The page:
Has a new realism dawned on policy makers in India after the recent Mumbai bomb blasts? Or have the country’s politicians simply realized the pointlessness of raising the spectre of the Pakistan bogeyman after every terrorist attack?
Whatever the reasoning, India seems to have developed a new approach for dealing with the post-Mumbai situation. Out is the usual jingoism, and in, it appears, is an understanding that engagement with Pakistan shouldn’t be disturbed by such attacks.
Perhaps the Indian establishment also realizes that some in the Pakistani establishment want to keep tensions between the two countries elevated, and that if talks break down Pakistan’s ruling alliance will be at the mercy of such extremist forces.Enjoying this article? Click here to subscribe for full access. Just $5 a month.
By showing a new poise and maturity, India has tried to send a message to the Pakistani public that India’s complaint isn’t with the citizens of its neighbour, but specific elements who are using terror to destabilize the region.
Pakistan, for its part, has also realized that the Frankenstein’s monster of terrorism that it created has started devouring its own creators. Indeed, the entire nation is in danger of becoming engulfed by this multi-headed monster, which has been a perennial threat to peace and stability in the region.
Speaking to the Times of India, Indian Foreign Secretary Nirupama Rao said recently: ‘I am convinced of the need for India and Pakistan to discuss such issues of vital importance for the future of this region…I know the extent and pain that we as a country have to deal with, and has been inflicted upon us by cross border terrorism…I don't think the memories of that can fade so easily. But because we share borders, we will always have to deal with them. I don't think unadulterated confrontation or speaking the language of conflict can help us or Pakistan.’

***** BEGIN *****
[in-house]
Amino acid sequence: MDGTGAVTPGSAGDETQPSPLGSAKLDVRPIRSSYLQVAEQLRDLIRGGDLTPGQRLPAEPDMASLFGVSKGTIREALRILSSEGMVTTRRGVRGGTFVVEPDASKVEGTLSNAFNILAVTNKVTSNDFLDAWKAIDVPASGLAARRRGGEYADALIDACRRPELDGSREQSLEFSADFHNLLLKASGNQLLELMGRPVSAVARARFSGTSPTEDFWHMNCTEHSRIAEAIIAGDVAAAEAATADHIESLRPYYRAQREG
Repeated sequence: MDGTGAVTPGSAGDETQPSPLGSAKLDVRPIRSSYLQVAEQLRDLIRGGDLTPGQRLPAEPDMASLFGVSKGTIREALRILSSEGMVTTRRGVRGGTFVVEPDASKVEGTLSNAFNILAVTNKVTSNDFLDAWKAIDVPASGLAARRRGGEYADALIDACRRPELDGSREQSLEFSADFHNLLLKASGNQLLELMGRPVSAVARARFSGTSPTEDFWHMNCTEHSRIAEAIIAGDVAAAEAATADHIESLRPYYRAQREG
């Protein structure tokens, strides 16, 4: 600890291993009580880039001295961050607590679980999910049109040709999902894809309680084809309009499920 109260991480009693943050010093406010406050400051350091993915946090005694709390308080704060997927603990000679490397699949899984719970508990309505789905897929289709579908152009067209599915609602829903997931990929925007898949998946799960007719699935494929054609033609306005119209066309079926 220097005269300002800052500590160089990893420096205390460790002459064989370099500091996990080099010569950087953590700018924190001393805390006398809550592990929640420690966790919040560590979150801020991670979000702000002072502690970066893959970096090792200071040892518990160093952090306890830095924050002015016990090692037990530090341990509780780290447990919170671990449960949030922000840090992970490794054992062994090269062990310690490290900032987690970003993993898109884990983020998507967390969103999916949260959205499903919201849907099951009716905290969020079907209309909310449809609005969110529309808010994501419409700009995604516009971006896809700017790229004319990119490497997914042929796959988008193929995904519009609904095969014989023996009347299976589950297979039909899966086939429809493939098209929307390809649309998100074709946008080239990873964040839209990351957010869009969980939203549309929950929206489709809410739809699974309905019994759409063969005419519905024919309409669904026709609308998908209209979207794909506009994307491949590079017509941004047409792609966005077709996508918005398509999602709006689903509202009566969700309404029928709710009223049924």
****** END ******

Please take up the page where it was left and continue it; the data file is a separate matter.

Such language is a by-product of past experience. Pakistan’s beleaguered military establishment got a new lease of life after India’s belligerent response following the 2008 Mumbai attack. But with Osama bin Laden having been killed by US troops deep inside Pakistan, and following the attack by militants on the Mehran military base in May, both the Pakistani military and the country’s Inter-Services Intelligence are on the defensive.
Of course, there are forces within India who are demanding that New Delhi be tougher on terror. But what exactly does that mean? Some cite the example of the United States, noting that there has been no terrorist attack in that country since 9/11. But the reality is that India is situated in a quite different neighbourhood, and the United States isn’t surrounded by hostile neighbours harbouring terrorist networks.
Anyway, the kind of racial profiling undertaken in the United States has antagonized Muslims not only inside the country, but the world over. Paranoia and prejudice is disguised as toughness, and fails to address the real reasons why terrorist networks have flourished.
Vocal rightist groups in India want the same kind of profiling of India’s largest minority. But this country can’t afford to be paranoid in its handling of terrorism. Any attempt to target a particular community as a whole would further alienate them, and create the kind of ill will that is extremely detrimental to democratic society.
India must devise its own method of dealing with terrorism, based on its own experience and the complex realities of the subcontinent – the United States and Israel simply can’t be our models.